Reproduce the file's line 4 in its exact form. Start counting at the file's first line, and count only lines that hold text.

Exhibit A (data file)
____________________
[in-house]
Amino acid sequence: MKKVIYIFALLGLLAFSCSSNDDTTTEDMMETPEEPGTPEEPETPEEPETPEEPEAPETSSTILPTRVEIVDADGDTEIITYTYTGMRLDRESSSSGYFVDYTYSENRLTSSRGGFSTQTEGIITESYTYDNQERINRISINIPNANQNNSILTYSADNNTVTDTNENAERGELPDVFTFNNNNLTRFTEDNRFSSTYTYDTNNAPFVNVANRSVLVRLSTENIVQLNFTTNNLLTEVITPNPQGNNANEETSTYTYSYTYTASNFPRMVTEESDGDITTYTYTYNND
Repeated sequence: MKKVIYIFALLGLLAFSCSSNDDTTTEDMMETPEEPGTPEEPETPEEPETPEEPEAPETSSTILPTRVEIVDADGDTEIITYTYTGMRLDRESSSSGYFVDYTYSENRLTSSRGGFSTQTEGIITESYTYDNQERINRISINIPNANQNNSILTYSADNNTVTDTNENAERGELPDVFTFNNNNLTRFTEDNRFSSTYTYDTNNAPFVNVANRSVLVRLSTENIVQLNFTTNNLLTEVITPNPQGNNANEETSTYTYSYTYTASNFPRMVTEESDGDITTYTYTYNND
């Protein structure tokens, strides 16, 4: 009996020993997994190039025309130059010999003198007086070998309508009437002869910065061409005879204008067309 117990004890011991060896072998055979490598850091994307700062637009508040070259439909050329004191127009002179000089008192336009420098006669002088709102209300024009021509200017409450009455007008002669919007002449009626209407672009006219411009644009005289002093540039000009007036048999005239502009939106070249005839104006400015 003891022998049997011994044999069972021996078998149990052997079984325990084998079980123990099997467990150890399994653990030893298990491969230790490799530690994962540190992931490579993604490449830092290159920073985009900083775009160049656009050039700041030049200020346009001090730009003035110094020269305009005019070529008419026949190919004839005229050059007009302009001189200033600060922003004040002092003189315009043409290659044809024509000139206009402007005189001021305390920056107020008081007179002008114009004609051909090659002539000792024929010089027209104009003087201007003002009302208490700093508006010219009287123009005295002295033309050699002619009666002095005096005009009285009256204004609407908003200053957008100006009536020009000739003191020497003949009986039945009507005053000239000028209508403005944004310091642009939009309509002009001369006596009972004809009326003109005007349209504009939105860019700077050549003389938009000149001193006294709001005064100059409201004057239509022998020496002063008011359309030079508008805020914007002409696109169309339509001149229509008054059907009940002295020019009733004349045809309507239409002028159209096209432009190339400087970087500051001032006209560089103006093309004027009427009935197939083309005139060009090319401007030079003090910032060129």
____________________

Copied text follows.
């Protein structure tokens, strides 16, 4: 009996020993997994190039025309130059010999003198007086070998309508009437002869910065061409005879204008067309 117990004890011991060896072998055979490598850091994307700062637009508040070259439909050329004191127009002179000089008192336009420098006669002088709102209300024009021509200017409450009455007008002669919007002449009626209407672009006219411009644009005289002093540039000009007036048999005239502009939106070249005839104006400015 003891022998049997011994044999069972021996078998149990052997079984325990084998079980123990099997467990150890399994653990030893298990491969230790490799530690994962540190992931490579993604490449830092290159920073985009900083775009160049656009050039700041030049200020346009001090730009003035110094020269305009005019070529008419026949190919004839005229050059007009302009001189200033600060922003004040002092003189315009043409290659044809024509000139206009402007005189001021305390920056107020008081007179002008114009004609051909090659002539000792024929010089027209104009003087201007003002009302208490700093508006010219009287123009005295002295033309050699002619009666002095005096005009009285009256204004609407908003200053957008100006009536020009000739003191020497003949009986039945009507005053000239000028209508403005944004310091642009939009309509002009001369006596009972004809009326003109005007349209504009939105860019700077050549003389938009000149001193006294709001005064100059409201004057239509022998020496002063008011359309030079508008805020914007002409696109169309339509001149229509008054059907009940002295020019009733004349045809309507239409002028159209096209432009190339400087970087500051001032006209560089103006093309004027009427009935197939083309005139060009090319401007030079003090910032060129």